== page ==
A visit that reflects Biden’s policies—useful and sound but not strong or visionary
Biden’s trip to Kyiv was useful, positive, and even necessary. It is of a piece with his overall policy since the threat of a massive Russian invasion emerged in 2021. That policy is adequate to the greatest challenge to US security and prosperity since the implosion of the Soviet Union over thirty years ago. Biden’s three-part strategy is a sound one: rally allies and partners to provide weapons and other aid to Ukraine, impose major sanctions on Moscow, and bolster NATO defenses in the east. Given the great weight of the danger, even an adequate policy requires skill, great effort, and large resources. For sure, this policy has prevented Vladimir Putin from subduing Ukraine for a year.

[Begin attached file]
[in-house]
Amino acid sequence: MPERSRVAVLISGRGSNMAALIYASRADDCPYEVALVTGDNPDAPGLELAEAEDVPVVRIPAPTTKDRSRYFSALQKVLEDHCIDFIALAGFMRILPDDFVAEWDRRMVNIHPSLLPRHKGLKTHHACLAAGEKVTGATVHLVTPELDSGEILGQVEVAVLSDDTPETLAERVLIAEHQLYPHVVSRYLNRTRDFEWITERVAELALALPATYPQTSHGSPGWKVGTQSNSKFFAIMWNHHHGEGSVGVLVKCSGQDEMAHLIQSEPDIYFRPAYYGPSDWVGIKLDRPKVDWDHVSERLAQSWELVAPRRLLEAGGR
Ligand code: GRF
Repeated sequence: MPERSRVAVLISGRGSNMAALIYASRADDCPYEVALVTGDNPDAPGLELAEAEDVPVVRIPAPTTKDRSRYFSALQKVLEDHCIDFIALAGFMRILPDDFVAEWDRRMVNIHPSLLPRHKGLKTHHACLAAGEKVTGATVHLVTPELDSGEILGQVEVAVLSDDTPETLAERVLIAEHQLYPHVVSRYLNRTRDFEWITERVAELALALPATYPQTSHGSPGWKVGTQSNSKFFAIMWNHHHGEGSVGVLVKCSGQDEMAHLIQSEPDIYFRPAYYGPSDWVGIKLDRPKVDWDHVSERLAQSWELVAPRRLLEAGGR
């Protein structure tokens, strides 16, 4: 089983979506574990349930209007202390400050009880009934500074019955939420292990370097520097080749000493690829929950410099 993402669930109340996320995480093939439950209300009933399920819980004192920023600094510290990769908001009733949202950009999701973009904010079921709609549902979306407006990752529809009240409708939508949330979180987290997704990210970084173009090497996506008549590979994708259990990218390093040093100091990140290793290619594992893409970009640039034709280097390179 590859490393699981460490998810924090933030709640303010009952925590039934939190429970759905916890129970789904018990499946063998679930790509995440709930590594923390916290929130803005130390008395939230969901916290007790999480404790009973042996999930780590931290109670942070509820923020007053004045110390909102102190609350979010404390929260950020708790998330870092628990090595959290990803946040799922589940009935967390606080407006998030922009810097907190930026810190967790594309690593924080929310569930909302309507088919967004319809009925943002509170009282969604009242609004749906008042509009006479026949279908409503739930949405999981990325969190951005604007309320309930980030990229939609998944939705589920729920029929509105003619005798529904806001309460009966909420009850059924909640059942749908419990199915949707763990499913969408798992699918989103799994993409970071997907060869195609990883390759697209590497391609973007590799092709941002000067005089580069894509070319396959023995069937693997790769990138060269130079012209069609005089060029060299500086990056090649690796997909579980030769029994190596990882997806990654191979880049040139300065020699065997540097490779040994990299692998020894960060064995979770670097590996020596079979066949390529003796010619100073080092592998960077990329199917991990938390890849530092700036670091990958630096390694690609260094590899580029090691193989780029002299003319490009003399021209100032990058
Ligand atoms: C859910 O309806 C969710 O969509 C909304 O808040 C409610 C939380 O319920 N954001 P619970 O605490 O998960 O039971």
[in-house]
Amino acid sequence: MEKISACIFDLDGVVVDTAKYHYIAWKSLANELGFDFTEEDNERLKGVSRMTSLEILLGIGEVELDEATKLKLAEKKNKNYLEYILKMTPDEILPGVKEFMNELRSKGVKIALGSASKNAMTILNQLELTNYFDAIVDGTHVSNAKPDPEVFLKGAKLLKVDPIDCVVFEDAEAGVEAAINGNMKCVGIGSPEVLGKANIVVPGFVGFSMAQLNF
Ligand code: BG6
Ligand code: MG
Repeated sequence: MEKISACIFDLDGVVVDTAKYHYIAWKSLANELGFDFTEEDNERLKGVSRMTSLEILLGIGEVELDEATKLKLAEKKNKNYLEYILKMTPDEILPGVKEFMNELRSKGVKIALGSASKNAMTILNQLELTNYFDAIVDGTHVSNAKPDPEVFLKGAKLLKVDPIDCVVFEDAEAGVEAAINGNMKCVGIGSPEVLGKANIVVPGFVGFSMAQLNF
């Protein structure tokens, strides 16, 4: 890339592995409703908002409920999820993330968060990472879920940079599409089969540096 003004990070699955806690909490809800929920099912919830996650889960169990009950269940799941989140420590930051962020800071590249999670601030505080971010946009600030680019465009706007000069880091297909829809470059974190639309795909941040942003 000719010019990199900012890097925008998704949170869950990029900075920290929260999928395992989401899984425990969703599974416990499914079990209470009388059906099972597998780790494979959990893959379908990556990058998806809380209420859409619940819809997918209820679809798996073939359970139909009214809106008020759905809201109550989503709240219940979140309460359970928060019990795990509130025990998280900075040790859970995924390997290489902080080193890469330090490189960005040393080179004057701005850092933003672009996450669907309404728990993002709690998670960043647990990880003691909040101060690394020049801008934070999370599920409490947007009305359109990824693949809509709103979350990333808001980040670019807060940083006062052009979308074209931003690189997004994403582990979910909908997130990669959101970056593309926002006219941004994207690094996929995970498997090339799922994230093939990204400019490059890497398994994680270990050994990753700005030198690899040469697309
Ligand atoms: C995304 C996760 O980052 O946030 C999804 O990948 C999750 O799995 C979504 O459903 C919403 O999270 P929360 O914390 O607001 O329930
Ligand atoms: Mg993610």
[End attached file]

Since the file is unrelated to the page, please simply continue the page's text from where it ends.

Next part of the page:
But the policy is neither strong nor visionary, and this trip is a reflection of that. A statesman would rise to the challenge of Putin’s aggression by laying out in clear terms the threats to vital US interests: Kremlin statements and actions indicate that a victory in Ukraine could be followed by a direct threat to US NATO allies—a danger to US security and prosperity. And while the bookkeeper is comfortable with a policy that vows to “stay with Ukraine as long as it takes,” a statesman (or woman) would state clearly that the United States’ goal is a Ukrainian victory or a Kremlin defeat. Such a clear description—constantly repeated—would be followed by resolute action to make it happen. That means giving Ukraine the weapons systems—in this case, tanks in abundance, advanced fighter planes, and long-range fires (out to three hundred kilometers)—that would immediately stop Moscow’s bloody offensive near Bakhmut and enable a decisive Ukrainian counteroffensive to cut Moscow’s land bridge to Crimea. But we heard nothing along these lines from Vice President Kamala Harris and other senior administration officials at the Munich Security Conference or from Biden in Kyiv. Biden’s trip to Kyiv will be noted by historians but not cited as a shining moment of US clarity and leadership. Biden can do better. Let’s hope he does.